Jewish Museum London wins Museums Change Lives Award

The Jewish Museum London has won the Museums Change Lives Award, given by the Museums Association, for their exhibition 'Jews, Money, Myth'.

The judges determined that the exhibition was “brave, fascinating and timely”, based on ground-breaking new research as well as community engagement. 

Morgan Wadsworth-Boyle, curator at the Jewish Museum London, said: "Winning the Museums Change Lives Award is a huge honour for us and our partners on this exhibition. 'Jews, Money, Myth' was done in close partnership with the Pears Institute for the Study of Antisemitism at Birkbeck University. "We are a small museum and the Museums Change Lives Award will help put us on the map for the wider community and help us create more vital projects in the future."

The shortlist for the Museums Change Lives Award included Glasgow Women’s Library, the Scottish Maritime Museum, Tyne & Wear Archives & Museums, and Time and Tide Museum.

Awards were given for anumber of categories at the Museums Association Conference at the end of September 2019, with the theme 'Sustainable and Ethical Museums in a Globalised World'. Other awards included:

Best Small Museum Award – Kirkleatham Museum in Redcar, Yorkshire for its co-curated project Steel Stories, celebrating local iron and steel heritage. The shortlist included Totnes Elizabethan House Museum for Totnes’ Women’s Voices 1918-2018 and the Museum of Cardiff for its Memory Boxes initiative.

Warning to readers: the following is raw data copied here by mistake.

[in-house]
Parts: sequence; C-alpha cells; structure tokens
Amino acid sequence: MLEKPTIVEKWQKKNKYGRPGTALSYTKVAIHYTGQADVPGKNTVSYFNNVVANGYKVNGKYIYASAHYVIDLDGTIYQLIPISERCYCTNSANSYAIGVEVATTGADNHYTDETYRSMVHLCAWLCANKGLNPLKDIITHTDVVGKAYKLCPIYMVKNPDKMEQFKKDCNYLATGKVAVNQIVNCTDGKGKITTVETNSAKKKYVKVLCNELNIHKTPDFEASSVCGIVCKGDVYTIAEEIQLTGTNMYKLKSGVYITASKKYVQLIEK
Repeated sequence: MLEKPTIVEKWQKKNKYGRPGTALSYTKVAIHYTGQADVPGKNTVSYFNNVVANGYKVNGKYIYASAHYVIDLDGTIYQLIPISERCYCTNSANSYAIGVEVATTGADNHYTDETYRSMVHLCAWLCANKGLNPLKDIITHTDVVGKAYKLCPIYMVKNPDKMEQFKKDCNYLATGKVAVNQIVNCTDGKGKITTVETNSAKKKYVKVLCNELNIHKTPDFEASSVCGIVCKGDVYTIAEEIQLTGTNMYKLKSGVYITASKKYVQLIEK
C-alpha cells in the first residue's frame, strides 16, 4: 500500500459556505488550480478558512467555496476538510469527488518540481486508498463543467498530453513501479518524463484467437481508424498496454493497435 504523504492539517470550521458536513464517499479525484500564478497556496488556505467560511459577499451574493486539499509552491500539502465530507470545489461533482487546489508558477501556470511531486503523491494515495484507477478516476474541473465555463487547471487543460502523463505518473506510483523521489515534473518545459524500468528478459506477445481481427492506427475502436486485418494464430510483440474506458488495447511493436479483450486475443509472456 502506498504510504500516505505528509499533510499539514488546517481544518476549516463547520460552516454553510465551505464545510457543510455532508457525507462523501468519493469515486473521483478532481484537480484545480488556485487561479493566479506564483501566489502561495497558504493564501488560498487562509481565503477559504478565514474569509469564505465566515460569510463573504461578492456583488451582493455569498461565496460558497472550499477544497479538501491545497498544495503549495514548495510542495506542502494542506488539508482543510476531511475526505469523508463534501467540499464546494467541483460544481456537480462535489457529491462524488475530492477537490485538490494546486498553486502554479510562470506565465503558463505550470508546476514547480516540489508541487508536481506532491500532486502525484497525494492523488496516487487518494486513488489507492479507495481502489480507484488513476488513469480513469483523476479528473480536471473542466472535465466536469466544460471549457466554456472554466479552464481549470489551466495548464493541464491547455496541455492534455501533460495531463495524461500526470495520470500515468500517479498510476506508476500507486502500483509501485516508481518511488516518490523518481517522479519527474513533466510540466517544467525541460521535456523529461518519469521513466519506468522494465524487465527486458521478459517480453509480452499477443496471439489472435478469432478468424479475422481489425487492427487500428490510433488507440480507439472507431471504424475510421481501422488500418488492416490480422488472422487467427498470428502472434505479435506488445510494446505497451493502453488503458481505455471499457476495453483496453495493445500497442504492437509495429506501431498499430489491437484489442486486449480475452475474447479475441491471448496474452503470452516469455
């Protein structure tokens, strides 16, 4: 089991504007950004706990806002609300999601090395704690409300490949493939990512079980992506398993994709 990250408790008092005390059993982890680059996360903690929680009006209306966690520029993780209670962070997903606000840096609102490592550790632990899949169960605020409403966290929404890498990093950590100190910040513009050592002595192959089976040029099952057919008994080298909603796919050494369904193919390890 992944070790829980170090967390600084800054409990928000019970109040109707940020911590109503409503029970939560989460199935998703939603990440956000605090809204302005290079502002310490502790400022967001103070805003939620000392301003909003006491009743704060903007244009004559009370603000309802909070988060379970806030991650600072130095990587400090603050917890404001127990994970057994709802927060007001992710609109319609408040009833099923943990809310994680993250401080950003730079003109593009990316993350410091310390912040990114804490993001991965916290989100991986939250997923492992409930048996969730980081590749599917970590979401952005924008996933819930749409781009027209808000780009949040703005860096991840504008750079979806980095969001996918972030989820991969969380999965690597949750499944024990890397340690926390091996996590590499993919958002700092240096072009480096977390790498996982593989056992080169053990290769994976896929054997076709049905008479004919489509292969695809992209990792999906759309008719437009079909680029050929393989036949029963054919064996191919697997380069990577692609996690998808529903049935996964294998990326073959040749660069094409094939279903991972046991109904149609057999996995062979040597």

Radical Changemaker Award – Victoria Rogers, manager of the Museum of Cardiff for "putting social impact at the core of everything she does" including steps to make the museum a dementia-friendly service, engaging more diverse audiences, and working with people in the local area to explore challenging aspects of the city’s history. Shortlisted were Bridget McKenzie, founder of Climate Museum UK, for her environmental activism and Ellie Miles, curator at London Transport Museum for promoting diversity and inclusion in the museum’s contemporary collecting practice.

The Judges’ Award for Environmental Sustainability – Leeds Museums and Galleries for Beavers to Weavers, an exhibition about the way in which animals use only what they need from their environment. The exhibition took a similarly sustainable approach, using recycled materials in the exhibition design, sourcing materials that would otherwise have been wasted, and explaining these decisions to visitors. Shortlisted were the Horniman Museum and Gardens’ Beat Plastic Pollution campaign and Manchester Museum’s Harlequin Frog Conservation Project.

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